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Pfizer says kid-size doses of Covid-19 vaccine are about 91% effective

There are approximately 28 million children aged 5 to 11 who could become vaccine eligible if the shot is authorized.

(CN) — Pfizer released a study Friday showing that its vaccine prevented symptomatic Covid-19 in 90.7% of children ages 5 to 11 in a clinical trial.

The report, submitted by Pfizer and its partner BioNTech, is under review by the Food and Drug Administration. If the FDA grants authorization, the Centers for Disease Control and Prevention will be tasked with setting the policy of the vaccine roll-out.

More than 2,200 children received a smaller dose of the Pfizer-BioNTech vaccine during the clinical trial. The kid-size dose is one-third of the adult dose. The number of trial participants who received the vaccine was double the number who received a placebo. Among the children who received the placebo, 16 got Covid-19. Three of the vaccinated participants got Covid-19.

According to the report, the clinical trial found that participants experienced mild side effects from the shot and the vaccine was largely safe.

Pfizer and BioNTech pointed to the study as an encouraging sign in the fight against the pandemic, contending in the report that authorization would help reduce the spread of the virus and protect children from severe illness and death. Covid-19 cases and hospitalizations among children have increased in recent months, particularly in areas with lower vaccination rates.

If the FDA and CDC approve the vaccine for those aged 5 to 11, approximately 28 million kids will become eligible for a jab. The White House this week unveiled plans to distribute enough doses to pediatricians, pharmacies and schools to vaccinate all eligible children. The Biden administration said it plans to ship 15 million doses to providers nationwide within a week of the shots for kids being granted approval.

“During the prior administration the vaccine became approved for emergency use by the FDA and CDC, and then the system wasn't ready to actually put shots in arms,” said White House Covid-19 coordinator Jeff Zients during a press conference Wednesday. “So we're going to be ready, pending the FDA and CDC decision that'll be based on science.”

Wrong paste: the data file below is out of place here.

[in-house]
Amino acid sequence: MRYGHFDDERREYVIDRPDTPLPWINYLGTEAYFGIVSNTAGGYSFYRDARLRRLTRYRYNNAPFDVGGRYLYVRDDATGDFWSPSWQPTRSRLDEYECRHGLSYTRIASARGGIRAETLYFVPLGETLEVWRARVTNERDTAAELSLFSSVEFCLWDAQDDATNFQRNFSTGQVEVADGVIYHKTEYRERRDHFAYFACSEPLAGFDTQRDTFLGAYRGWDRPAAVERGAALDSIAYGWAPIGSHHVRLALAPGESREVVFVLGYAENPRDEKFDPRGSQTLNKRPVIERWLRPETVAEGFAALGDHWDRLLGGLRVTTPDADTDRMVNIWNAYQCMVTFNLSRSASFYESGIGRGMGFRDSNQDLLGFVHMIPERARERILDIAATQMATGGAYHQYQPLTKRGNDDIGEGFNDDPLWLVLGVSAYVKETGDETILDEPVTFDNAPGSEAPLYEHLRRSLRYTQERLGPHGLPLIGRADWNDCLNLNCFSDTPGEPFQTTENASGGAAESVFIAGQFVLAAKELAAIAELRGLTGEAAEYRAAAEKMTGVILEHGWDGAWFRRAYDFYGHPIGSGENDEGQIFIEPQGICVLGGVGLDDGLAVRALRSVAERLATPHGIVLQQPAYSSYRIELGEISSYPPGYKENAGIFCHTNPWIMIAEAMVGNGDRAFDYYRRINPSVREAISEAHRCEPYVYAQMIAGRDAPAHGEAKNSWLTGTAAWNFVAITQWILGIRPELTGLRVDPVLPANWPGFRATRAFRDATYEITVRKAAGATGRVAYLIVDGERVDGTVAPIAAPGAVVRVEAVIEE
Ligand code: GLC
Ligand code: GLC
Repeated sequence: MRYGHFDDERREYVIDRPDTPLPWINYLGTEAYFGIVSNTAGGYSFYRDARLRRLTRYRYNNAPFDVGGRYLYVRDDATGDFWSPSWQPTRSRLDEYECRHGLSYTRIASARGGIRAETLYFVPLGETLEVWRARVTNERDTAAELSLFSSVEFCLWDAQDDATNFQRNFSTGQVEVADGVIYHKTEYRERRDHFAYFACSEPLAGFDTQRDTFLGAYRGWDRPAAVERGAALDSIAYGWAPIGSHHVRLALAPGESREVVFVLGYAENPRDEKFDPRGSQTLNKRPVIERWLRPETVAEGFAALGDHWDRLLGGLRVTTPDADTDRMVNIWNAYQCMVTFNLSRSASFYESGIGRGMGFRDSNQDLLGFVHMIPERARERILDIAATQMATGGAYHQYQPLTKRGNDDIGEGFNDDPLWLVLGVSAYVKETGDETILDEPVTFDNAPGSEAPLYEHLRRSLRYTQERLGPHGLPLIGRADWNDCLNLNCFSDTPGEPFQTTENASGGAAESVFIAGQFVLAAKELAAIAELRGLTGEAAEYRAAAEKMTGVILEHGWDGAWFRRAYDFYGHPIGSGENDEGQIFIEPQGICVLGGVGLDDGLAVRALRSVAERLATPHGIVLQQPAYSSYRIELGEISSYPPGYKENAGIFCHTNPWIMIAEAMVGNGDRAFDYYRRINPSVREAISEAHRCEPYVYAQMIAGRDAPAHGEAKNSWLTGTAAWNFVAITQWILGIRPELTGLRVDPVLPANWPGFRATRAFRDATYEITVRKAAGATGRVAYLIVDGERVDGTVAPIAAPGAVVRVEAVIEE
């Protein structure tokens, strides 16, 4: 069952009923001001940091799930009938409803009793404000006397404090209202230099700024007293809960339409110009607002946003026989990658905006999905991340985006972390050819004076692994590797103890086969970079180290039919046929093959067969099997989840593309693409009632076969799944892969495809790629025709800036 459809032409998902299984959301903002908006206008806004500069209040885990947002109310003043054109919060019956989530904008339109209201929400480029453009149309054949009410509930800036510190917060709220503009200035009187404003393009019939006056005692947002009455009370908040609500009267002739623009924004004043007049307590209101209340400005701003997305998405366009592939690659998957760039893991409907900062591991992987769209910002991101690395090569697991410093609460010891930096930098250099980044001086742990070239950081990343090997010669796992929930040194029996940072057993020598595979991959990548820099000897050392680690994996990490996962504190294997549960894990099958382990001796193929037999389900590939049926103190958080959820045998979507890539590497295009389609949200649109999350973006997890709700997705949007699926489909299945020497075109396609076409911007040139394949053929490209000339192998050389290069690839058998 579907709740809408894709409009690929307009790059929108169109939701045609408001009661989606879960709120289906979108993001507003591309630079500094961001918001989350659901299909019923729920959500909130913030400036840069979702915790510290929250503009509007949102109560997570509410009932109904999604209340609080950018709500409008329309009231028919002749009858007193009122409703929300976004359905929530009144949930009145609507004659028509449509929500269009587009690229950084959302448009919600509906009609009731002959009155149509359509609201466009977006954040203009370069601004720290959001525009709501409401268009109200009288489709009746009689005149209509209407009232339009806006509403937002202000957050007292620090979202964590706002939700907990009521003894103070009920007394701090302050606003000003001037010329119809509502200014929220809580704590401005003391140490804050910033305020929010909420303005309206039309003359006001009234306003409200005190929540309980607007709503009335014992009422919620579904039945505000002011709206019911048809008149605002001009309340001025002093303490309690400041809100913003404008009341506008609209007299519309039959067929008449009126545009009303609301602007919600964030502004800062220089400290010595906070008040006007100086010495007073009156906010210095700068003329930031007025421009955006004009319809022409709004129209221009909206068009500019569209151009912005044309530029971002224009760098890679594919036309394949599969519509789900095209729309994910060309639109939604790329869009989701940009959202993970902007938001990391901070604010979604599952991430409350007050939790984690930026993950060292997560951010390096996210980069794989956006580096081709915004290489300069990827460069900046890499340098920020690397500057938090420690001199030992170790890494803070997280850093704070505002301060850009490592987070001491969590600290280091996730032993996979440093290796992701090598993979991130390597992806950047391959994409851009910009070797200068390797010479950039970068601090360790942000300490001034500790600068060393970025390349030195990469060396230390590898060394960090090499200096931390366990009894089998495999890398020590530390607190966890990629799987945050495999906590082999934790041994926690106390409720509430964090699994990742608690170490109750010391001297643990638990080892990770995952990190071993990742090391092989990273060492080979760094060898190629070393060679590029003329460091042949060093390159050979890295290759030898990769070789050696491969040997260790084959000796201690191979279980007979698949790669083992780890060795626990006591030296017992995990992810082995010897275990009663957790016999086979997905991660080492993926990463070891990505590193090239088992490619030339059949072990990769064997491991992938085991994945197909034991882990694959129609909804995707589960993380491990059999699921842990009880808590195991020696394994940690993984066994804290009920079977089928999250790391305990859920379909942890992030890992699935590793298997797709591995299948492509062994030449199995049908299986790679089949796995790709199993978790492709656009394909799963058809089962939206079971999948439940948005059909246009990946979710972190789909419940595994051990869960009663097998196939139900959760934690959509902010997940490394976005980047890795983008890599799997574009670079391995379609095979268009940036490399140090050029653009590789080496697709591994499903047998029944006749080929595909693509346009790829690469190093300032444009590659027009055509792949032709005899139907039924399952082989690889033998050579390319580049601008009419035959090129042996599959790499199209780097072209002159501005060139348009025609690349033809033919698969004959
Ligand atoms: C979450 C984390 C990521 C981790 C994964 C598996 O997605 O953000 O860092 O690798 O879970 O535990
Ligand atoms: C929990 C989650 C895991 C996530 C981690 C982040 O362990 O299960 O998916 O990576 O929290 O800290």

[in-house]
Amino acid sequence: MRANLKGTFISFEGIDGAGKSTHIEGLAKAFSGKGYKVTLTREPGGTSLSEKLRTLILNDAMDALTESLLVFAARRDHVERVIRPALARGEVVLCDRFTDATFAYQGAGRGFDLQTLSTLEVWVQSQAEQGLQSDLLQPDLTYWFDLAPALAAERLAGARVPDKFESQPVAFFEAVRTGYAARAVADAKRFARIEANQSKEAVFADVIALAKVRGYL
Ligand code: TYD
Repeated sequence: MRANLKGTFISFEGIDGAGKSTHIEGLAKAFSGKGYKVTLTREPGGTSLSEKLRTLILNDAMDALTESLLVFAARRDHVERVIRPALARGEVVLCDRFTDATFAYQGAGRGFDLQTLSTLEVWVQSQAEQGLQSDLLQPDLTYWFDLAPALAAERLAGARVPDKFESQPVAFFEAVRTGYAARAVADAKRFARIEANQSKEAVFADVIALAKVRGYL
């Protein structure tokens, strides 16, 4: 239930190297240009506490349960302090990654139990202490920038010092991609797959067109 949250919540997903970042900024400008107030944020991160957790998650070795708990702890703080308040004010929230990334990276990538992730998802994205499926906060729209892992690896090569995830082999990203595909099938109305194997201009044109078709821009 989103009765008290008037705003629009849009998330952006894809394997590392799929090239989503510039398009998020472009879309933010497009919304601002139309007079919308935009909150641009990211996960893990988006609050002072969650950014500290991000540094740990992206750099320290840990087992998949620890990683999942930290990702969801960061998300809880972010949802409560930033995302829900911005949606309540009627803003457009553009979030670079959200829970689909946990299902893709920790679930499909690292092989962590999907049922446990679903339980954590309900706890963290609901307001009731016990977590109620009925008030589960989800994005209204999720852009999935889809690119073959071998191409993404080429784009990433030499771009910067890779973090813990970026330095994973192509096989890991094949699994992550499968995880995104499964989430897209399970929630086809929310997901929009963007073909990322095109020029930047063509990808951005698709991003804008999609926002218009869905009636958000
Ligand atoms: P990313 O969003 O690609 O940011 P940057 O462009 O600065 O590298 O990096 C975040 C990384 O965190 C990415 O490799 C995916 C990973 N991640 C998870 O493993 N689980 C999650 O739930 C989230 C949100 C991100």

Beyond limiting the spread of Covid-19, Pfizer and BioNTech asserted in their findings that administering the vaccine to children could be crucial to keeping kids in the classroom and getting caregivers back to work.

“Vaccination will help restore the availability of in-person learning for children by limiting community spread and school outbreaks and reducing the need for student quarantine,” the report reads. “In-person learning is critical for childhood development, adequate learning and broader economic impact on the society due to the burden imposed on working parents/caregivers by school closures and quarantines and the impact that loss of education has on children’s future economic security.”

The Pfizer-BioNTech report further highlights the social and emotional health of young children as factors that could be affected by the distribution of vaccines to kids.

“Mental health and wellbeing in children have been significantly impacted by the ongoing pandemic and rounds of school closures, associated with increased screen time and social media use, reduction in physical activity and more sedentary behavior, unhealthy dietary habits and overall increased psychological distress in school age children,” the report says.

The data on Covid-19 immunizations for children comes on the heels of FDA approval for a mix-and-match approach to booster shots.

Further, six months after their last dose, adults age 65 and older and those at higher risk of infection due to their jobs or chronic health conditions can get a booster shot. Vaccines from Pfizer-BioNTech, Moderna and Johnson & Johnson are all approved by the FDA for boosters.  

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